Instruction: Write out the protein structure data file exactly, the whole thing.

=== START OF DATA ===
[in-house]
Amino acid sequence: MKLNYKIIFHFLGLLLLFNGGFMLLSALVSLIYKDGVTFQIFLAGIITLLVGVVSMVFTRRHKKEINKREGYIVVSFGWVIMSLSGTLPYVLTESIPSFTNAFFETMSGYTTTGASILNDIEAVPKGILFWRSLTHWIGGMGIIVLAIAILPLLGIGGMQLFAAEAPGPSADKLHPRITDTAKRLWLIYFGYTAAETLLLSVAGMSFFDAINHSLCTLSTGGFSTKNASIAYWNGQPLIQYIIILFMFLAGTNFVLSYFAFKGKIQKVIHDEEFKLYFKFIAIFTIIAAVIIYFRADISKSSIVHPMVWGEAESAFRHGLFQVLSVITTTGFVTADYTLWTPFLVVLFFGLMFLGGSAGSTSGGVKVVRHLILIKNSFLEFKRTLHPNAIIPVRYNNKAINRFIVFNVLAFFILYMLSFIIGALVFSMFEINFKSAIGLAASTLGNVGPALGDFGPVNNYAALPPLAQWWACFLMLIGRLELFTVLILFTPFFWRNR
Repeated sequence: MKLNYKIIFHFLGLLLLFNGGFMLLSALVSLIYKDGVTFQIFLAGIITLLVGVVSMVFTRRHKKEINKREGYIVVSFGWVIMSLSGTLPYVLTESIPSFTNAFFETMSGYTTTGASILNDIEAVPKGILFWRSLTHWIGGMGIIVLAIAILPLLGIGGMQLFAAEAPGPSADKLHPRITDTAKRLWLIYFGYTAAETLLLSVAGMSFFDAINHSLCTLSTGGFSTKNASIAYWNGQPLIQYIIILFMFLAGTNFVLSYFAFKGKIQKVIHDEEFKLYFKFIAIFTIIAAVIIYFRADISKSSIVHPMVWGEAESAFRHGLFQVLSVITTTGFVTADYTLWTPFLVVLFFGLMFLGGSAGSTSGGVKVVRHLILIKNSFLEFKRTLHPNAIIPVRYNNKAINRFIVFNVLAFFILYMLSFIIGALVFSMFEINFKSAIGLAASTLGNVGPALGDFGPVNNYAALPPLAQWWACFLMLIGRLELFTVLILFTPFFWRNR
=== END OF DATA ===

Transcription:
[in-house]
Amino acid sequence: MKLNYKIIFHFLGLLLLFNGGFMLLSALVSLIYKDGVTFQIFLAGIITLLVGVVSMVFTRRHKKEINKREGYIVVSFGWVIMSLSGTLPYVLTESIPSFTNAFFETMSGYTTTGASILNDIEAVPKGILFWRSLTHWIGGMGIIVLAIAILPLLGIGGMQLFAAEAPGPSADKLHPRITDTAKRLWLIYFGYTAAETLLLSVAGMSFFDAINHSLCTLSTGGFSTKNASIAYWNGQPLIQYIIILFMFLAGTNFVLSYFAFKGKIQKVIHDEEFKLYFKFIAIFTIIAAVIIYFRADISKSSIVHPMVWGEAESAFRHGLFQVLSVITTTGFVTADYTLWTPFLVVLFFGLMFLGGSAGSTSGGVKVVRHLILIKNSFLEFKRTLHPNAIIPVRYNNKAINRFIVFNVLAFFILYMLSFIIGALVFSMFEINFKSAIGLAASTLGNVGPALGDFGPVNNYAALPPLAQWWACFLMLIGRLELFTVLILFTPFFWRNR
Repeated sequence: MKLNYKIIFHFLGLLLLFNGGFMLLSALVSLIYKDGVTFQIFLAGIITLLVGVVSMVFTRRHKKEINKREGYIVVSFGWVIMSLSGTLPYVLTESIPSFTNAFFETMSGYTTTGASILNDIEAVPKGILFWRSLTHWIGGMGIIVLAIAILPLLGIGGMQLFAAEAPGPSADKLHPRITDTAKRLWLIYFGYTAAETLLLSVAGMSFFDAINHSLCTLSTGGFSTKNASIAYWNGQPLIQYIIILFMFLAGTNFVLSYFAFKGKIQKVIHDEEFKLYFKFIAIFTIIAAVIIYFRADISKSSIVHPMVWGEAESAFRHGLFQVLSVITTTGFVTADYTLWTPFLVVLFFGLMFLGGSAGSTSGGVKVVRHLILIKNSFLEFKRTLHPNAIIPVRYNNKAINRFIVFNVLAFFILYMLSFIIGALVFSMFEINFKSAIGLAASTLGNVGPALGDFGPVNNYAALPPLAQWWACFLMLIGRLELFTVLILFTPFFWRNR